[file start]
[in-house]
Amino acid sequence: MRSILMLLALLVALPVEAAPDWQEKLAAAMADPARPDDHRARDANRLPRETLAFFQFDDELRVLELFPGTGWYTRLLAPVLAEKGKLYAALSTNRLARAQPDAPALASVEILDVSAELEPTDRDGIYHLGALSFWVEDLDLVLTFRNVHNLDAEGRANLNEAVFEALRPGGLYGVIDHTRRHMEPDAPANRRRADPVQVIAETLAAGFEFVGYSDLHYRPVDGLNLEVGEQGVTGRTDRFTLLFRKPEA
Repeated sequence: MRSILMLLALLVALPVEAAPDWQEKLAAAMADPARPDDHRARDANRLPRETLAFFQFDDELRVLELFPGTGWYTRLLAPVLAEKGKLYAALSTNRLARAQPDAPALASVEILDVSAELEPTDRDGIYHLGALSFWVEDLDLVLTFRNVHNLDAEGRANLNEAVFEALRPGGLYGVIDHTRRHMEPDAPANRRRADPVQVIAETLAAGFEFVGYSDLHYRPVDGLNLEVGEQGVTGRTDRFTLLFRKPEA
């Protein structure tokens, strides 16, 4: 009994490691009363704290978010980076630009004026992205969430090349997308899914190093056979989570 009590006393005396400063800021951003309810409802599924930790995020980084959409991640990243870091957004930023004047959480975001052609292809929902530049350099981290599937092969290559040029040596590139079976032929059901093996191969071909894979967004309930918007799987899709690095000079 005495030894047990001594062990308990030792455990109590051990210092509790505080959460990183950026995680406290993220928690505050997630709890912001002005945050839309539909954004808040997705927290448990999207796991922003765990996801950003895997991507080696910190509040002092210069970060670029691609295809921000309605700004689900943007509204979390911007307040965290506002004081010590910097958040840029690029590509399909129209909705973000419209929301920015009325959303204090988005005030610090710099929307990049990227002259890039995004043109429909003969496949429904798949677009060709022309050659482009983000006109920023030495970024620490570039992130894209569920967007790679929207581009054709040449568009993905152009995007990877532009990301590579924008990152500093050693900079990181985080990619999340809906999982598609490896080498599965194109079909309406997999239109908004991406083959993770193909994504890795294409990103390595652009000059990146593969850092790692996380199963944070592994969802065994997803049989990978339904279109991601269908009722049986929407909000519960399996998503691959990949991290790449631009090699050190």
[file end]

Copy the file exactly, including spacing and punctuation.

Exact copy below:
[in-house]
Amino acid sequence: MRSILMLLALLVALPVEAAPDWQEKLAAAMADPARPDDHRARDANRLPRETLAFFQFDDELRVLELFPGTGWYTRLLAPVLAEKGKLYAALSTNRLARAQPDAPALASVEILDVSAELEPTDRDGIYHLGALSFWVEDLDLVLTFRNVHNLDAEGRANLNEAVFEALRPGGLYGVIDHTRRHMEPDAPANRRRADPVQVIAETLAAGFEFVGYSDLHYRPVDGLNLEVGEQGVTGRTDRFTLLFRKPEA
Repeated sequence: MRSILMLLALLVALPVEAAPDWQEKLAAAMADPARPDDHRARDANRLPRETLAFFQFDDELRVLELFPGTGWYTRLLAPVLAEKGKLYAALSTNRLARAQPDAPALASVEILDVSAELEPTDRDGIYHLGALSFWVEDLDLVLTFRNVHNLDAEGRANLNEAVFEALRPGGLYGVIDHTRRHMEPDAPANRRRADPVQVIAETLAAGFEFVGYSDLHYRPVDGLNLEVGEQGVTGRTDRFTLLFRKPEA
């Protein structure tokens, strides 16, 4: 009994490691009363704290978010980076630009004026992205969430090349997308899914190093056979989570 009590006393005396400063800021951003309810409802599924930790995020980084959409991640990243870091957004930023004047959480975001052609292809929902530049350099981290599937092969290559040029040596590139079976032929059901093996191969071909894979967004309930918007799987899709690095000079 005495030894047990001594062990308990030792455990109590051990210092509790505080959460990183950026995680406290993220928690505050997630709890912001002005945050839309539909954004808040997705927290448990999207796991922003765990996801950003895997991507080696910190509040002092210069970060670029691609295809921000309605700004689900943007509204979390911007307040965290506002004081010590910097958040840029690029590509399909129209909705973000419209929301920015009325959303204090988005005030610090710099929307990049990227002259890039995004043109429909003969496949429904798949677009060709022309050659482009983000006109920023030495970024620490570039992130894209569920967007790679929207581009054709040449568009993905152009995007990877532009990301590579924008990152500093050693900079990181985080990619999340809906999982598609490896080498599965194109079909309406997999239109908004991406083959993770193909994504890795294409990103390595652009000059990146593969850092790692996380199963944070592994969802065994997803049989990978339904279109991601269908009722049986929407909000519960399996998503691959990949991290790449631009090699050190």